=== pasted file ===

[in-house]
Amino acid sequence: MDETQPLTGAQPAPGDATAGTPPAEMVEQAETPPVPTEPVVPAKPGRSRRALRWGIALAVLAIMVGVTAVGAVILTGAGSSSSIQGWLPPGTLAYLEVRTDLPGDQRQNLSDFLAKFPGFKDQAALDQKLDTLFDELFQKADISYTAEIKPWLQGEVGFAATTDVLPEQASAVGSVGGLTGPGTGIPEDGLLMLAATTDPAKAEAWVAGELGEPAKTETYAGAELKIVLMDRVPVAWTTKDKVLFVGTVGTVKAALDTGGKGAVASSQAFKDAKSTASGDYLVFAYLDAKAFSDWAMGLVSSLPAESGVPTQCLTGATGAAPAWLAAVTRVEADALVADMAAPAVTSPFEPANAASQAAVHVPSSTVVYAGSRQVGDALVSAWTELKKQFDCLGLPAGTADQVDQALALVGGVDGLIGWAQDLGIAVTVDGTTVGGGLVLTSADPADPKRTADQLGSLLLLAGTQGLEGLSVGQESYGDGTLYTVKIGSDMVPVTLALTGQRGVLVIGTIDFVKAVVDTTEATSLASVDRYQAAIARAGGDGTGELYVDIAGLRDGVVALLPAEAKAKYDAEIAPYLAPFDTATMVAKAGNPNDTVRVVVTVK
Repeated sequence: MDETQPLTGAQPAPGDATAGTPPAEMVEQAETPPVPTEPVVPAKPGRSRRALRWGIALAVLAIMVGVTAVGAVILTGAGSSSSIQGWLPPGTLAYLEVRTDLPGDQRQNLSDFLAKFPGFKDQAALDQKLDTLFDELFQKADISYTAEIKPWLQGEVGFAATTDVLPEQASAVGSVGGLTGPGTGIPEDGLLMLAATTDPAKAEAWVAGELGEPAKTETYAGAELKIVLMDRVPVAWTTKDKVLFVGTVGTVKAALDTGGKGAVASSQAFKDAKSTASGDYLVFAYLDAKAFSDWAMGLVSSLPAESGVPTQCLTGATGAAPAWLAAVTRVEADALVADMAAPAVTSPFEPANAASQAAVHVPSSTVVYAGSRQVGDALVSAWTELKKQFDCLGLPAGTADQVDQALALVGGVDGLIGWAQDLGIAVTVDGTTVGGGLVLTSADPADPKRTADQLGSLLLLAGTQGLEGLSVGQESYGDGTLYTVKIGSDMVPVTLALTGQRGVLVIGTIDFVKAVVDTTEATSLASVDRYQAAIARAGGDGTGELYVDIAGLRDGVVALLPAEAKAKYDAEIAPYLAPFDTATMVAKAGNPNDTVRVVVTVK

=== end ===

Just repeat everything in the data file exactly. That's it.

[in-house]
Amino acid sequence: MDETQPLTGAQPAPGDATAGTPPAEMVEQAETPPVPTEPVVPAKPGRSRRALRWGIALAVLAIMVGVTAVGAVILTGAGSSSSIQGWLPPGTLAYLEVRTDLPGDQRQNLSDFLAKFPGFKDQAALDQKLDTLFDELFQKADISYTAEIKPWLQGEVGFAATTDVLPEQASAVGSVGGLTGPGTGIPEDGLLMLAATTDPAKAEAWVAGELGEPAKTETYAGAELKIVLMDRVPVAWTTKDKVLFVGTVGTVKAALDTGGKGAVASSQAFKDAKSTASGDYLVFAYLDAKAFSDWAMGLVSSLPAESGVPTQCLTGATGAAPAWLAAVTRVEADALVADMAAPAVTSPFEPANAASQAAVHVPSSTVVYAGSRQVGDALVSAWTELKKQFDCLGLPAGTADQVDQALALVGGVDGLIGWAQDLGIAVTVDGTTVGGGLVLTSADPADPKRTADQLGSLLLLAGTQGLEGLSVGQESYGDGTLYTVKIGSDMVPVTLALTGQRGVLVIGTIDFVKAVVDTTEATSLASVDRYQAAIARAGGDGTGELYVDIAGLRDGVVALLPAEAKAKYDAEIAPYLAPFDTATMVAKAGNPNDTVRVVVTVK
Repeated sequence: MDETQPLTGAQPAPGDATAGTPPAEMVEQAETPPVPTEPVVPAKPGRSRRALRWGIALAVLAIMVGVTAVGAVILTGAGSSSSIQGWLPPGTLAYLEVRTDLPGDQRQNLSDFLAKFPGFKDQAALDQKLDTLFDELFQKADISYTAEIKPWLQGEVGFAATTDVLPEQASAVGSVGGLTGPGTGIPEDGLLMLAATTDPAKAEAWVAGELGEPAKTETYAGAELKIVLMDRVPVAWTTKDKVLFVGTVGTVKAALDTGGKGAVASSQAFKDAKSTASGDYLVFAYLDAKAFSDWAMGLVSSLPAESGVPTQCLTGATGAAPAWLAAVTRVEADALVADMAAPAVTSPFEPANAASQAAVHVPSSTVVYAGSRQVGDALVSAWTELKKQFDCLGLPAGTADQVDQALALVGGVDGLIGWAQDLGIAVTVDGTTVGGGLVLTSADPADPKRTADQLGSLLLLAGTQGLEGLSVGQESYGDGTLYTVKIGSDMVPVTLALTGQRGVLVIGTIDFVKAVVDTTEATSLASVDRYQAAIARAGGDGTGELYVDIAGLRDGVVALLPAEAKAKYDAEIAPYLAPFDTATMVAKAGNPNDTVRVVVTVK